Bali Nine convicted drug smuggler Andrew Chan has married his fiancee Feby Herewila in what could be his last hours alive on death row.
Chan’s brother Michael returned from Nusakambangan on Monday night and announced the news.
“Feby and Andrew had a bit of a celebration this evening,” he said.
”It was celebrated with some family and close friends. We’d just like to celebrate that with him tomorrow as well so hopefully the president will still show some compassion, some mercy so that these two young people can carry on with their lives.
“It’s in the president’s hands.”
Unless President Joko Widodo has a change of heart, Chan will likely face the firing squad around midnight on Tuesday (0300 Wednesday AEST), alongside Myuran Sukumaran.
Chan and Sukumaran, who were arrested for attempting to smuggle drugs out of Indonesia, are spending what could be the last several hours of their lives with their families, as the clock ticks towards their impending deaths.
Late on Monday, Indonesia’s Constitutional Court agreed to consider a last-ditch legal challenge to the country’s clemency laws on May 12.
However, the court ruling won’t affect the executions of the pair, unless Mr Widodo or Attorney-General HM Prasetyo step in.
On Saturday, the Bali Nine ringleaders received formal notification from Indonesian authorities that they will soon be shot for trying to export more than eight kilograms of heroin to Australia.
But Foreign Minister Julie Bishop gave a strongly-worded press conference on Monday over the imminent execution of the duo, saying she is “very disappointed” in the Indonesian government.
Ms Bishop said her representations to Indonesian counterpart Retno Marsudi had been ignored, including that the men not be given notice of their execution on Anzac Day.
“I am profoundly dismayed that the Indonesian authorities have given Mr Chan and Mr Sukumaran 72 hours’ notice of their executions,” Ms Bishop said.
“We did make representations to request that they not do this on our national day of remembrance but they proceeded.”
To add to the despair, the Chan and Sukumaran families lost more than three hours of precious time with their sons and brothers on Monday over bureaucratic red tape.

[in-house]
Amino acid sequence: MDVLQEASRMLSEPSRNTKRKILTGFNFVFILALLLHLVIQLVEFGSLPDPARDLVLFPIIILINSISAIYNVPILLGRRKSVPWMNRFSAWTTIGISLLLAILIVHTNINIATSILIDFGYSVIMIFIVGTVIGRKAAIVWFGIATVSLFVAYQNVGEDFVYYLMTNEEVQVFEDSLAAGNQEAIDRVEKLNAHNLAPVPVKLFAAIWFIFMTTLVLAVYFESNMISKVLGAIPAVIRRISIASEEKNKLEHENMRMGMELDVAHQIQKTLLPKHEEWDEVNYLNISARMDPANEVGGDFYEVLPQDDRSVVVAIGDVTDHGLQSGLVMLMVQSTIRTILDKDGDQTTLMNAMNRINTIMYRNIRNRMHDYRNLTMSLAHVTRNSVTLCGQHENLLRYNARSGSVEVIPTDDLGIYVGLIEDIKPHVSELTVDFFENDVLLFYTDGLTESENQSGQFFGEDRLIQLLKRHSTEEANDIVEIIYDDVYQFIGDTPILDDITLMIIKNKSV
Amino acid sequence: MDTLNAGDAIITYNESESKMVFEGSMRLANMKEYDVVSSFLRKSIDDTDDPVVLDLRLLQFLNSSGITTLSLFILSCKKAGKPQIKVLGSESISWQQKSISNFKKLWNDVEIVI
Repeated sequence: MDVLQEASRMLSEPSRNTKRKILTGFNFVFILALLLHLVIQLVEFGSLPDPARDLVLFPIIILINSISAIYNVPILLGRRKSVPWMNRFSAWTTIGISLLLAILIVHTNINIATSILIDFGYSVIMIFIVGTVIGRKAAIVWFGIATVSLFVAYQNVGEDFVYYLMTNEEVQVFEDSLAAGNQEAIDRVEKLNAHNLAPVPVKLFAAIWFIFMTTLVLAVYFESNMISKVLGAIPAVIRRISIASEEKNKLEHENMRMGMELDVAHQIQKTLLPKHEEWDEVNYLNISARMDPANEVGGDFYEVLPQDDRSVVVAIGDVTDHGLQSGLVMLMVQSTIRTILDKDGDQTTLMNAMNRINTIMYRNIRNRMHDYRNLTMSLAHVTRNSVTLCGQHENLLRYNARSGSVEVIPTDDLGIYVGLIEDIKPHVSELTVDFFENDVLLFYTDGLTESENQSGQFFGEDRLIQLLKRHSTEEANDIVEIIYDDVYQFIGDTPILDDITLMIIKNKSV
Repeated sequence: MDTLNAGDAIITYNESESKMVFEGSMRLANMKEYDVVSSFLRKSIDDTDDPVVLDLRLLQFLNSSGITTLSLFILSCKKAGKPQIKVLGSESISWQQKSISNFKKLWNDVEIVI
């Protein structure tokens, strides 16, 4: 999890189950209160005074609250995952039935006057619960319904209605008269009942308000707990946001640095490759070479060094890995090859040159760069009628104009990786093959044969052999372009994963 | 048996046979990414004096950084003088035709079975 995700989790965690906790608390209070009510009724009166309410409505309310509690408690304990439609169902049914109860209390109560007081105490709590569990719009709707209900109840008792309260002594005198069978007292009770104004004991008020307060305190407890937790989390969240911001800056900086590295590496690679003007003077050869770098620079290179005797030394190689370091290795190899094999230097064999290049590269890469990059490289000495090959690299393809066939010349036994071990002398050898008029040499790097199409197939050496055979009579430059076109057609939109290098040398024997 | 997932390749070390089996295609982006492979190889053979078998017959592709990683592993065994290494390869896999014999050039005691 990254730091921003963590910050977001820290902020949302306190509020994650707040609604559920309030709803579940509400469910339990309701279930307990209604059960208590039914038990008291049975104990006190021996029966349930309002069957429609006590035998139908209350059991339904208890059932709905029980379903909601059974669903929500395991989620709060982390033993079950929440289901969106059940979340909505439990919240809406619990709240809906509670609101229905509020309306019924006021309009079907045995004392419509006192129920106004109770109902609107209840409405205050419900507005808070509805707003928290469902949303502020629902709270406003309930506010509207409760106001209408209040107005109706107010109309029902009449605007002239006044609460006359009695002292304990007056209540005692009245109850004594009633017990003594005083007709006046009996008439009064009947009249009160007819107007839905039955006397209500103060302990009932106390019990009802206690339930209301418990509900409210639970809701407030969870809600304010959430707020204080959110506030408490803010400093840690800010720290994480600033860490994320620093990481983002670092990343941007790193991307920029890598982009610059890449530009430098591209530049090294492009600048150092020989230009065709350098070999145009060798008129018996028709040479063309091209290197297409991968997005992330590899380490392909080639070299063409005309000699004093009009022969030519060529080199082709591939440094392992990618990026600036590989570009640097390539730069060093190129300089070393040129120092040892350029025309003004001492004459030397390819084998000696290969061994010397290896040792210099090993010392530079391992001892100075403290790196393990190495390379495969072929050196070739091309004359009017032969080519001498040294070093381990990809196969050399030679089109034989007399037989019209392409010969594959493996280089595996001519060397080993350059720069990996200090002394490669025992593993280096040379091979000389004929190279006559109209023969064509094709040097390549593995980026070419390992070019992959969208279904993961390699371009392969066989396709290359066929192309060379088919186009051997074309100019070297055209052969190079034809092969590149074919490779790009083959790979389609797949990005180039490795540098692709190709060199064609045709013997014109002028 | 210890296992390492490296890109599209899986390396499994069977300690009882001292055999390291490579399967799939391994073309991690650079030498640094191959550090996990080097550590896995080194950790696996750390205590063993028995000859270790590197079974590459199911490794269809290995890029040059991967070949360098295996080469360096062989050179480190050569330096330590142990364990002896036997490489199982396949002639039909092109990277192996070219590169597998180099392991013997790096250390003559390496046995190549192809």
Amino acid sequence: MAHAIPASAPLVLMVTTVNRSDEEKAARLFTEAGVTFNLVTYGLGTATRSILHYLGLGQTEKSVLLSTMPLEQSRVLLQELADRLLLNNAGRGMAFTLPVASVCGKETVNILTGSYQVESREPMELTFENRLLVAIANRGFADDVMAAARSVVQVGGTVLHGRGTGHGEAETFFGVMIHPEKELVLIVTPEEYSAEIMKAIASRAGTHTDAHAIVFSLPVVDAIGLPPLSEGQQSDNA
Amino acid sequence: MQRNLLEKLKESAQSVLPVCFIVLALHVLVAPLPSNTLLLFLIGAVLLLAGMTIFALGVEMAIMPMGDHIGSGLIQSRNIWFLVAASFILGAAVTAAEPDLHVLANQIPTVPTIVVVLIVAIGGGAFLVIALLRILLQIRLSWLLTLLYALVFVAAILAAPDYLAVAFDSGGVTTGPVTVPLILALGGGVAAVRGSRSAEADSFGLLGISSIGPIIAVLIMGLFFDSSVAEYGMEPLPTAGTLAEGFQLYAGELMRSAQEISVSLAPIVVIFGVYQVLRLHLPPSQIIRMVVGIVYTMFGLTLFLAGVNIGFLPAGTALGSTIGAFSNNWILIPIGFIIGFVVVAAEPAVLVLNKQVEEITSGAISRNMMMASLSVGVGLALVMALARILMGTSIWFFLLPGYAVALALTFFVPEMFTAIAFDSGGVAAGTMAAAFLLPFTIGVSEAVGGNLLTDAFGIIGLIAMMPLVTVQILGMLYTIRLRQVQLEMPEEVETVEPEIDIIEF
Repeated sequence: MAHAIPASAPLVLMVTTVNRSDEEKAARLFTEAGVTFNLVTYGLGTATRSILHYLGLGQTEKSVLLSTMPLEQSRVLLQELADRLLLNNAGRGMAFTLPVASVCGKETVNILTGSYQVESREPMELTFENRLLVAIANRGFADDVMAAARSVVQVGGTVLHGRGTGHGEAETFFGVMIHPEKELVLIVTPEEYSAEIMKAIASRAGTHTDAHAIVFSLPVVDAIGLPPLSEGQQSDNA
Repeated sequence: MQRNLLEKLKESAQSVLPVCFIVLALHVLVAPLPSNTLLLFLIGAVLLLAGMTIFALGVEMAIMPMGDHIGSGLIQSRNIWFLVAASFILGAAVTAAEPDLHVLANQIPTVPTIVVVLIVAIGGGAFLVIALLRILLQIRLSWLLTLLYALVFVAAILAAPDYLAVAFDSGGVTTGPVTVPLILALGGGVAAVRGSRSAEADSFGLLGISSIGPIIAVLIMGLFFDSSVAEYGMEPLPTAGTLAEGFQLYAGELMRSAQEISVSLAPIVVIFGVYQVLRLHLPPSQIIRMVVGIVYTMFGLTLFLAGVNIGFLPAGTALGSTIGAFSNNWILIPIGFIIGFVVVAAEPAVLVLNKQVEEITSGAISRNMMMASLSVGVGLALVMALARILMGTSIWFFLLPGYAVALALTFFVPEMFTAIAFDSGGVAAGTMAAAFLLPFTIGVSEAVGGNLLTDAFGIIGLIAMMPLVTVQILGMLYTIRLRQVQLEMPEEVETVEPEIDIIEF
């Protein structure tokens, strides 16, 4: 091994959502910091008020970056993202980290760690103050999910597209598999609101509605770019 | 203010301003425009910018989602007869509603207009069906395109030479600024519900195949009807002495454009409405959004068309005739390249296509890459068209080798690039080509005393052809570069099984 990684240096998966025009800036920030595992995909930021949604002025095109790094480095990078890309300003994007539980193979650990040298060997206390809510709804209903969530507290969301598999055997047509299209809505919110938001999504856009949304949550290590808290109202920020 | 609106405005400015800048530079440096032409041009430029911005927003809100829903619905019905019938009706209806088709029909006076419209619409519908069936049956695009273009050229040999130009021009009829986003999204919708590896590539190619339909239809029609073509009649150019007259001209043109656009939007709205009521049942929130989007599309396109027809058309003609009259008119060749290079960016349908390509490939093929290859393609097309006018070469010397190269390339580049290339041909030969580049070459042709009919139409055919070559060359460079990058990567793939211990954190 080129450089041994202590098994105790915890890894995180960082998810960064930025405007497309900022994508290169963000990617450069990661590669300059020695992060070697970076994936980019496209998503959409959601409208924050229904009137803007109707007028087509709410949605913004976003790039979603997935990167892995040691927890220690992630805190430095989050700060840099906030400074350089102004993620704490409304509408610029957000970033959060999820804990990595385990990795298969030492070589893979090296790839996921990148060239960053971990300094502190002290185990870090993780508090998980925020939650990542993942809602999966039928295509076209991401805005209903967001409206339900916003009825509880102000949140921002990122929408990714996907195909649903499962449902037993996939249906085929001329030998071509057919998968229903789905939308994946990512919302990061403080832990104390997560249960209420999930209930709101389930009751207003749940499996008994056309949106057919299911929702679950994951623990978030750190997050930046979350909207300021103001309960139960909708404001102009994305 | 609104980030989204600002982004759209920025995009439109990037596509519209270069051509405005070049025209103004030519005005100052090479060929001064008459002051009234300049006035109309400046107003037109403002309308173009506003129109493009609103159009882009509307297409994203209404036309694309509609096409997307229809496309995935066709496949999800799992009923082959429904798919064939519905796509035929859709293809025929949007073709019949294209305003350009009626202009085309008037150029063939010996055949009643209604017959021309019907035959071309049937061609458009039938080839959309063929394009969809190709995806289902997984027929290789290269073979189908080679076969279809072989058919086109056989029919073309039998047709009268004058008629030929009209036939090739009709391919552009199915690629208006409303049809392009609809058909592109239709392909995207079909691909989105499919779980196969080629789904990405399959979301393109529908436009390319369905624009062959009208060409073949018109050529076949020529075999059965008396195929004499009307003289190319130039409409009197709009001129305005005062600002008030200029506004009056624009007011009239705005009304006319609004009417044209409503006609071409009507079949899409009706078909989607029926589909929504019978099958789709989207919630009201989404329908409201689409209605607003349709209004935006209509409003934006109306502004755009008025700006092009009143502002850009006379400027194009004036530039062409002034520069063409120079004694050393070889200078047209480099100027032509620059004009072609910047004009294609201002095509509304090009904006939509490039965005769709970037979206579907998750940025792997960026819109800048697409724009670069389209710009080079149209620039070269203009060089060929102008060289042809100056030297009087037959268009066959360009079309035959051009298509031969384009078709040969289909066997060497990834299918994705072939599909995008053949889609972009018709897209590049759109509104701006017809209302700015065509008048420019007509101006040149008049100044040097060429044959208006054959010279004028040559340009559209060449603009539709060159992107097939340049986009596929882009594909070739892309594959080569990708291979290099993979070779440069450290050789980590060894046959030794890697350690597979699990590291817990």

They were turned away at Cilacap port followed by Australia’s consul-general to Bali, Majell Hind, and lawyer Julian McMahon, after being told the visitation rules had changed.
They were later allowed passage to Nusakambangan for what would be their second-last visit.
It is understood they have been advised to say their last goodbyes on Tuesday afternoon.
Sukumaran’s brother, Chinthu, also issued another desperate plea for President Joko Widodo on behalf of his brother.
“I spent the last five hours watching young children playing with their parents,” he said.
“I ask the president to not make orphans out of children, widows … there are family members just crying inside the prison, as we count down the hours, to please step up and have mercy.”
Vigils were held in Sydney, Brisbane and Melbourne on Monday night for the convicted drug smugglers.
Candles were lit and paintings of the men were carried by about 50 supporters outside the Indonesian consulate in Sydney.
The two men were arrested at Denpasar airport in April 2005 and sentenced in 2006 to execution by firing squad.
The pair have been refused clemency by Indonesian President Joko Widodo as part of a hardline stance on the death penalty for convicted drug criminals.
A heavy police and military presence has arrived here at the port in Cilacap, to cordon off the port ahead of the executions.
— George Roberts (@George_Roberts) April 27, 2015
In a further development, a former lawyer for Chan and Sukumaran told Fairfax the judges who sentenced the pair to death were willing to give a lighter sentence.
Bali-based Mohammad Rifan alleged the judges initially asked for a payment $130,000 in exchange for avoiding the death penalty.
Chan and Sukumaran’s Australian lawyer Peter Morrissey said the planned executions must be postponed while the allegation of judicial corruption is investigated.
Indonesia’s Judicial Commission said it would investigate the allegations, but said its findings would have no bearing on the pair’s cases.
But on Monday afternoon Mr Widodo questioned why bribery claims around the death sentences of Chan and Sukumaran were only being aired hours before their executions are due.
“Things like this should have been conveyed years ago. That’s my answer,” Mr Widodo said.
Mr Widodo is under pressure from governments and rights groups globally to stay the executions of the Australians and seven others expected after midnight on Tuesday.
He was returning from an ASEAN meeting in Malaysia where Philippine President Benigno Aquino sought clemency for his death row citizen Mary Jane Veloso.
Prime Minister Tony Abbott wrote to Mr Widodo at the weekend to make another plea for clemency for the pair.
Ms Bishop has revealed Mr Abbott also spoke to Mr Widodo about the pair in March, while attending the funeral of Singapore’s former Prime Minister Lee Kwan Yew.
– with AAP/ABC